McKenna Promises $50 Carbon Tax Cap After Parliamentary Budget Officer Suggests Higher Charge
A carbon pricing report by Parliamentary Budget Officer (PBO) Yves Giroux set off a small flurry of pre-election posturing last week, with the Conservative opposition claiming the release was a stalking horse for future tax increases and Environment Minister Catherine McKenna promising to limit the levy to C$50 per tonne after it hits that scheduled threshold in 2022.
McKenna also announced last week that Albertans will pay the federal floor price on carbon as of January 1, 2020, while Manitoba introduced a new climate target that contains no carbon price and a watered-down emissions reduction target.
Like this story? Subscribe to The Energy Mix and never miss an edition of our free e-digest.
In Ottawa, Giroux reported that Ottawa would need an additional $52 per tonne in carbon taxes by 2030 to meet its Harper-era target under the Paris Agreement. “The PBO said the problem is the government’s current policies and measures just aren’t enough to get the country to that promised level,” CBC writes. “Under the PBO projections, based on the government’s current carbon tax and other promised policy fixes, Canada will only get to 592 megatonnes—leaving a shortfall of 79 megatonnes.”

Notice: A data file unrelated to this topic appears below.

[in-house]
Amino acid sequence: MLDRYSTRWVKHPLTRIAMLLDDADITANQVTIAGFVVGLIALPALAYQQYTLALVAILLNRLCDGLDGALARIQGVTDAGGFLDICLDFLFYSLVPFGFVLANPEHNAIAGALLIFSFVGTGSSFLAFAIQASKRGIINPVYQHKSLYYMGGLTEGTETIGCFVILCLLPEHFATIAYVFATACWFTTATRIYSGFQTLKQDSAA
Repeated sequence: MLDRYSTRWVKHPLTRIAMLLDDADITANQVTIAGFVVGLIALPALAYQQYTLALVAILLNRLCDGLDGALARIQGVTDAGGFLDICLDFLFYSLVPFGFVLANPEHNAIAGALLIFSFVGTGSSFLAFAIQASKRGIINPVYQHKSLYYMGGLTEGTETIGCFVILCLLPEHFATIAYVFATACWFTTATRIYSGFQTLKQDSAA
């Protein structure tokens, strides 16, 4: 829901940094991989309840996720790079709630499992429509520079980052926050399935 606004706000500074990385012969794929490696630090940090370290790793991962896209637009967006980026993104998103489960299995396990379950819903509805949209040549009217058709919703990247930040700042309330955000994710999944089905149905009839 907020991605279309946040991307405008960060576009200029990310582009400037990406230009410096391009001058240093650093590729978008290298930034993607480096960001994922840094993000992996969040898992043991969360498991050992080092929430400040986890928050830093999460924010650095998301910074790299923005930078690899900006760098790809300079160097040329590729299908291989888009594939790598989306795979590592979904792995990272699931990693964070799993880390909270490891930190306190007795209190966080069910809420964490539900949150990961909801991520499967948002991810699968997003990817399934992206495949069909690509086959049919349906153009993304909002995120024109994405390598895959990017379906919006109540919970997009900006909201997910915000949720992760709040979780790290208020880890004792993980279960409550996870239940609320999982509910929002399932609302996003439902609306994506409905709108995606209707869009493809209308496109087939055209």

The PBO’s proposed new tax would extend farther across the economy than the current one, start at $6 per tonne in 2023, and hit $52 per tonne in 2023.
“A total carbon price of $102 per tonne—which includes the government’s carbon price and this new, PBO-suggested levy—would result in an additional hike to gas prices of as much as $0.23 per litre by 2030,” CBC notes.
McKenna immediately distanced the government from the report, announcing that the Liberals have no plans to increase the current carbon tax above its current $50 ceiling if they’re re-elected this fall.
The PBO’s report “has nothing to do with our climate plan,” she said, and it “doesn’t represent the approach we’ve taken, which is to make sure life is affordable, that we’re growing the economy, and that we’re tackling climate change.”
Conservatives pounced on the report immediately, with leader Andrew Scheer tweeting that the analysis “confirmed Trudeau’s Carbon Tax will need to go up 5x—adding 22 cents per litre to the price of gas—for Trudeau to reach his Paris targets.” But there were a couple of key gaps in the initial news reporting and the Conservative reaction. “The watchdog defended his analysis of the carbon tax needed to achieve Canada’s Paris target, acknowledging that it did not include any non-tax measures or the cost of ignoring the climate crisis,” National Observer reports.
Giroux said his office had come up with the supplementary carbon tax number “for simplicity’s sake, and just for illustrative purposes,” in an analysis that left out other carbon reduction methods the government is pursuing—like controls on methane emissions (once they’re finally enacted), the 2030 coal phaseout, and the newly-announced ban on single-use plastics. It also contained no comparison between the cost of climate action and the much higher cost of ignoring a mounting crisis.